Plant’s touring band includes longtime keyboardist Phil Johnstone, former Cult drummer Michael Lee, bassist Charlie Jones, and guitarists Frances Dunnery (from British cult faves It Bites) and Innes Siborn. Canadian-born guitarman Kevin Scott MacMichael—who played on every Fate of Nations track and cowrote three tunes—is conspicuous by his absence.

“Unfortunately, Kevin left us last week,” explains Plant. “The studio work was very successful, but the road work wasn’t quite so appropriate, really. And so we’ve gone for a more blues-based approach. Kevin has now been superseded by a guy called Innes Siborn, who is a blues guitarist who tours Europe constantly with his own blues band. He’s a young guy who plays somewhere between early Buddy Guy and Otis Rush. He’s a very, very powerful player, and it’s a very hard-hitting show. I mean, this is not for the weak.”

Plant says he’s feeling very strong himself these days, and the 46-year-old rocker is looking forward to tackling the rigours of the road once again.

“When I was a kid, before I made any records, we just did gigs. We played for three or four hours, we got really excited, and then we stopped and went mad somewhere. Then we moved to the next town in a station wagon. We played and played and played, and that’s really what it’s all about. That’s what I want to do; I don’t find it a chore. And touring is actually easier now, because there’s no drugs. No drugs, no tobacco. It’s great.”

Not even the odd beer?

“I have a few sort of flushes in my countenance still,” says Plant. “Young girls still whimper as I walk past. If they don’t, they will. Hee-hee.”

 

To hear the full audio of my 1993 interview with Robert Plant subscribe to my Patreon page, where you can also eavesdrop on my uncut, one-on-one conversations with:

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Jeff Keith of Tesla, 1988
Doyle Bramhall II and Charlie Sexton of Arc Angels, 1992
Marc Bonilla, 1992
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Dewey Bunnell of America, 1983
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Colin James, 1995
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Nancy Wilson of Heart, 2006
Jeff Golub, 1989
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Steve Earle, 1987
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Terry Bozzio, 2003
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Steve Hackett from Genesis, 1993
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Jeff Healey, 1988
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Colin Linden, 1993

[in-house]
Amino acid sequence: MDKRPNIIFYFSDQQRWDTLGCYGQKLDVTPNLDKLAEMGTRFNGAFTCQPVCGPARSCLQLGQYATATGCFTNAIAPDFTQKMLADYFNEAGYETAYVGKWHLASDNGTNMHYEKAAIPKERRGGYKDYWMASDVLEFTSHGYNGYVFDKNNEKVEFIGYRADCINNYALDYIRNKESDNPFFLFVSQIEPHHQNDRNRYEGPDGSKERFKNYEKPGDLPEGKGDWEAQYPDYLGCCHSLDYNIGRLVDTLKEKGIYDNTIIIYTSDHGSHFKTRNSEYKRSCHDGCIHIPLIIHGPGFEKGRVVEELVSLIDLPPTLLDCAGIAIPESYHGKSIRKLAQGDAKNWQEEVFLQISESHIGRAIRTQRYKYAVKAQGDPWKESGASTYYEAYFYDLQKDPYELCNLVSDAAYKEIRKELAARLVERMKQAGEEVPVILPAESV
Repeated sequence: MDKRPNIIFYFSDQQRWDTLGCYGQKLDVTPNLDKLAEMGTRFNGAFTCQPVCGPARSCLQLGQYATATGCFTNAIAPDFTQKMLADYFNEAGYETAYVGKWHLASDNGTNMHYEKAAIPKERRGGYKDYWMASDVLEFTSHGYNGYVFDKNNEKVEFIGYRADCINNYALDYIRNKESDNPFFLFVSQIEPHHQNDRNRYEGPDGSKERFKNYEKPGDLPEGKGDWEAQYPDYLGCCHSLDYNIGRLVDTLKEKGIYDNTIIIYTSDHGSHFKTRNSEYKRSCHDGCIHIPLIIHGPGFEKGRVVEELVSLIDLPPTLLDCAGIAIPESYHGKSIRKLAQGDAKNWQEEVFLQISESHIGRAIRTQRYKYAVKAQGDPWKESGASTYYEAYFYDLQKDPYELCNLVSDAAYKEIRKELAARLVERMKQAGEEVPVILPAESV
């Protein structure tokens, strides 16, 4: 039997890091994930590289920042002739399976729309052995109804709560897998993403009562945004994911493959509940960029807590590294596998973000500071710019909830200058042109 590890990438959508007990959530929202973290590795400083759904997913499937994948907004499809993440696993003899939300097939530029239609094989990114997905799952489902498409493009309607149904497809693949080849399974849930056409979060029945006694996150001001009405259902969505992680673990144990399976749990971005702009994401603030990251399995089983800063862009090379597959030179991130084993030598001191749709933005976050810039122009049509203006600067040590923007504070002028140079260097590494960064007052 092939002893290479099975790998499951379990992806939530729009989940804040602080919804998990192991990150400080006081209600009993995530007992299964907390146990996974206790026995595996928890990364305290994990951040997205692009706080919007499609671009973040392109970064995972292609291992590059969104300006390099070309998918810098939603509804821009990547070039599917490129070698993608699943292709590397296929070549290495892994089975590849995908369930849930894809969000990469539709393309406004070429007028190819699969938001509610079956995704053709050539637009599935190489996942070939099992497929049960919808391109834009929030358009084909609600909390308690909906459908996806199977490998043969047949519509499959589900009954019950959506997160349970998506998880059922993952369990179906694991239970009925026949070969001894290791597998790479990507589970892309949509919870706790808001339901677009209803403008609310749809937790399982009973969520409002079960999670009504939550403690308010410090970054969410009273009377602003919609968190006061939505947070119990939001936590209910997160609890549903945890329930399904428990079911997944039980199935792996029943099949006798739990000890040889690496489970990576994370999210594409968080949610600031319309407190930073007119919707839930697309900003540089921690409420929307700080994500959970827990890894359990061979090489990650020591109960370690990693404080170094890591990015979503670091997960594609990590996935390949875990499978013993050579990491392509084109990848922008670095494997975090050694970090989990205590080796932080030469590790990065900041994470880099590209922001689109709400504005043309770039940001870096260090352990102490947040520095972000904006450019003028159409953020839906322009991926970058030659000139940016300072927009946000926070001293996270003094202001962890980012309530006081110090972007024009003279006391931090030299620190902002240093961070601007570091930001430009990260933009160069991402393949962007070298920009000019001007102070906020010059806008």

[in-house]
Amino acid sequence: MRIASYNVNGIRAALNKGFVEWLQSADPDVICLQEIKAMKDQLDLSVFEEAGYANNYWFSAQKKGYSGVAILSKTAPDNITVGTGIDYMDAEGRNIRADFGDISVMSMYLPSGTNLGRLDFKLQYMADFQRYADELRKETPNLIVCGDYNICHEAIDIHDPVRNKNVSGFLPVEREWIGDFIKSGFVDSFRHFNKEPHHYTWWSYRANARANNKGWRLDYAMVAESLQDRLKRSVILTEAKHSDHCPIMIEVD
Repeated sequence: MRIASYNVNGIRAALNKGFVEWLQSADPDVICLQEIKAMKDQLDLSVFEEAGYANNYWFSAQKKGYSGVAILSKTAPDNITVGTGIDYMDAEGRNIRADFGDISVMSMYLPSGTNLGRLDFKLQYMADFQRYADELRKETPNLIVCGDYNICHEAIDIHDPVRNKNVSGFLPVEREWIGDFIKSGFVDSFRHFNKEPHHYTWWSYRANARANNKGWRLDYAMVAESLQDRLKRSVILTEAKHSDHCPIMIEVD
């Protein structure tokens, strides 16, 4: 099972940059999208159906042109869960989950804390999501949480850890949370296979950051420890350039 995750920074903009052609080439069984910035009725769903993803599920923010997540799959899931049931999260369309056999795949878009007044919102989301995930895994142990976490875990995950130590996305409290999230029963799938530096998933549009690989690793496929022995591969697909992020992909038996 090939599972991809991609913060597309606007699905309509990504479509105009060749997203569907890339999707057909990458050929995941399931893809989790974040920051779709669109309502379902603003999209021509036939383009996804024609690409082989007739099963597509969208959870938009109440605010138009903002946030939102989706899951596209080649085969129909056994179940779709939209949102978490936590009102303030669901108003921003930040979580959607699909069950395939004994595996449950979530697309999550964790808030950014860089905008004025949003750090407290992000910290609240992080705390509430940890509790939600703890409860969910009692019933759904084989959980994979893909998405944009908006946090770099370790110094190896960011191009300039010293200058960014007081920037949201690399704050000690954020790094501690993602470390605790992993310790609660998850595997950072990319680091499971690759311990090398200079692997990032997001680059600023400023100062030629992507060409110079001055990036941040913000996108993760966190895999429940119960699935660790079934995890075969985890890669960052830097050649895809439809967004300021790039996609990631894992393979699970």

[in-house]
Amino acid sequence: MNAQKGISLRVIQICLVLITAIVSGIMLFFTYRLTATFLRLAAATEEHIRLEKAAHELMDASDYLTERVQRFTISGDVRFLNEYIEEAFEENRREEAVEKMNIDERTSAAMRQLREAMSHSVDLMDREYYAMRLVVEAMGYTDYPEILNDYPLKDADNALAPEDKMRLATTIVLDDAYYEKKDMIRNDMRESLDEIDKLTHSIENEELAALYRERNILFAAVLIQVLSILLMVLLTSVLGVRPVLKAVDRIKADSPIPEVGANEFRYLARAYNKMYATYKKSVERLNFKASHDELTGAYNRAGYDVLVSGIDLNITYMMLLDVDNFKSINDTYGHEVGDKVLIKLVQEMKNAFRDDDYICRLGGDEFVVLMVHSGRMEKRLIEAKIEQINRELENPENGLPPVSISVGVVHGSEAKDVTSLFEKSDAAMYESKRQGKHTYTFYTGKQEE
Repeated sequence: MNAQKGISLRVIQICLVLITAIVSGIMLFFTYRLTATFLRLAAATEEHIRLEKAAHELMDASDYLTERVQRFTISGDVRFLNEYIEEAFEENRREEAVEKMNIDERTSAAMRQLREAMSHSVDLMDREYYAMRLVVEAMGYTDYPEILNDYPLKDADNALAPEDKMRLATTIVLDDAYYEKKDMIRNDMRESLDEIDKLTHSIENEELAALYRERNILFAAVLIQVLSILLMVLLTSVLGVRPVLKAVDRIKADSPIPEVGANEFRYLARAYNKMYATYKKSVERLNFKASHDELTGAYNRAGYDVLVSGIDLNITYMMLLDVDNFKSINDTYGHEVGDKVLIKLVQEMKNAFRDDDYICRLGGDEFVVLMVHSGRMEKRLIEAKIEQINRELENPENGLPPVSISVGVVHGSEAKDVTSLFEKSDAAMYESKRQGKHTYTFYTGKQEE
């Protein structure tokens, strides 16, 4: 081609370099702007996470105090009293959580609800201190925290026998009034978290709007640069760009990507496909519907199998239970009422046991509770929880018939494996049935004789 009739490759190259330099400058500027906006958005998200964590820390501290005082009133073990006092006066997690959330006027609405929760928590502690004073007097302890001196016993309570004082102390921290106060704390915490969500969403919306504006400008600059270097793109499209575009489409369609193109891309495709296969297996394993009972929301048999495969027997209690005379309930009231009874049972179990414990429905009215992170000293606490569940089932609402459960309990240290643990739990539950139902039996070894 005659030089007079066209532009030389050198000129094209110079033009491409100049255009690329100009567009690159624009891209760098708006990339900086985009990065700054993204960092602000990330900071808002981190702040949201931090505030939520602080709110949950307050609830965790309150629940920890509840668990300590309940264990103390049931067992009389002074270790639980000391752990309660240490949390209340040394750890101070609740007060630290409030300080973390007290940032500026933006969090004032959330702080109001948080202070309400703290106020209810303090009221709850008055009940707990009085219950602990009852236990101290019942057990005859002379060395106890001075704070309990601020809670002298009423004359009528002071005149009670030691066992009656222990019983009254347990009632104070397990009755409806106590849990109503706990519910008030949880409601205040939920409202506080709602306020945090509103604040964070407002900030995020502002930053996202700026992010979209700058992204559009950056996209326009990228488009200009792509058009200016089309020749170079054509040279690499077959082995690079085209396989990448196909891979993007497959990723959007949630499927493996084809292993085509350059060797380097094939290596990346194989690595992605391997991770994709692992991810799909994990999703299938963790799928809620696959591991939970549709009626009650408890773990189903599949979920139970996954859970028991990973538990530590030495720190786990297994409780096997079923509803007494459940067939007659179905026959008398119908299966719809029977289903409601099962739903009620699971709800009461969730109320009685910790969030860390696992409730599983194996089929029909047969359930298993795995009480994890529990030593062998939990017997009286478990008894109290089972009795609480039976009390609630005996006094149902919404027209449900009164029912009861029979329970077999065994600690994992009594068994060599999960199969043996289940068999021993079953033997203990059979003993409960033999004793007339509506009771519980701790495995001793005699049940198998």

Kenny Wayne Shepherd, 1995
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Wayne Kramer from the MC5, 2004
Bob Rock, 1992
Nick Gilder, 1985
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Joey Spampinato of NRBQ, 1985
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Andy Powell of Wishbone Ash, 2003
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Randy Hansen, 2001
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Stevie Ray Vaughan, 1990
Rick Richards of the Georgia Satellites, 1988
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Steve Morse, 1991
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Dickey Betts of the Allman Brothers, 1991
Jake E. Lee of Badlands, 1992
Rickey Medlocke of Lynyrd Skynyrd, 1997
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Rick Derringer, 1999
Robin Trower, 1990
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Mick Ronson, 1988
Geddy Lee of Rush, 2002
Buck Dharma of Blue Oyster Cult, 1997
Michael Schenker, 1992
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Vinnie Paul of Pantera, 1992
Joan Jett, 1992
Steve Harris of Iron Maiden, 1988
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Tommy Aldridge, 2001
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Chris Robinson of Black Crowes, 1990
Jennifer Batten, 2002
Mike Fraser, 2014
Leo Kottke, 2002
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David Gogo, 1991
Booker T. Jones, 2016
Link Wray, 1997
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Buddy Guy, 1991
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Mike Cooley of the Drive-By Truckers, 2016
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Lindsay Mitchell of Prism, 1988
Buddy Miles, 2001
Eddie Money, 1988
Tom Hamilton of Aerosmith, 1983
Gaye Delorme, 1990
Dave Murray of Iron Maiden, 1984
Graham Bonnet of Alcatrazz, 1984
Mick Fleetwood of Fleetwood Mac, 2016
Doc Neeson of Angel City, 1985
Rik Emmett of Triumph, 1985
Sonny Landreth, 2016
Tosin Abasi of Animals as Leaders, 2016
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Otis Rush, 1997
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Robert Plant, 1993
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…with hundreds more to come